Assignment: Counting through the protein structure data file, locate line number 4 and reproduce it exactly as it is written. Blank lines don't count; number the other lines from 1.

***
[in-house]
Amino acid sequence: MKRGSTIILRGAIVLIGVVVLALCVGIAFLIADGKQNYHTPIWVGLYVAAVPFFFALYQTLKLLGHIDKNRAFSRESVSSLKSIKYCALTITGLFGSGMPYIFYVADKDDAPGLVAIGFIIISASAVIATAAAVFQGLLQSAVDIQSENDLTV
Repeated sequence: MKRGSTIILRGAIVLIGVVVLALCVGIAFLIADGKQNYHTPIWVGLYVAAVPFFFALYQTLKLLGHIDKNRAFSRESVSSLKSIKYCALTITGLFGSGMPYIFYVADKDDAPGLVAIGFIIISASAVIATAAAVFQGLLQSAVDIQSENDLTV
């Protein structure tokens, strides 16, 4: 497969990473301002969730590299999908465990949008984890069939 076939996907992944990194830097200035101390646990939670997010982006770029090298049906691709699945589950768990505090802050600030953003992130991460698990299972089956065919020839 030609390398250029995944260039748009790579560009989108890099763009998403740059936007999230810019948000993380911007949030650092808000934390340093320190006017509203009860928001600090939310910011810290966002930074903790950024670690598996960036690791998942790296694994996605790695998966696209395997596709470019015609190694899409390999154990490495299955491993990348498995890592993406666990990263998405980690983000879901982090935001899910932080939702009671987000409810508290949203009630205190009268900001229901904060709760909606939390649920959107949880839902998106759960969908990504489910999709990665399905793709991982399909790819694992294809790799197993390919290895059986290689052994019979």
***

């Protein structure tokens, strides 16, 4: 497969990473301002969730590299999908465990949008984890069939 076939996907992944990194830097200035101390646990939670997010982006770029090298049906691709699945589950768990505090802050600030953003992130991460698990299972089956065919020839 030609390398250029995944260039748009790579560009989108890099763009998403740059936007999230810019948000993380911007949030650092808000934390340093320190006017509203009860928001600090939310910011810290966002930074903790950024670690598996960036690791998942790296694994996605790695998966696209395997596709470019015609190694899409390999154990490495299955491993990348498995890592993406666990990263998405980690983000879901982090935001899910932080939702009671987000409810508290949203009630205190009268900001229901904060709760909606939390649920959107949880839902998106759960969908990504489910999709990665399905793709991982399909790819694992294809790799197993390919290895059986290689052994019979």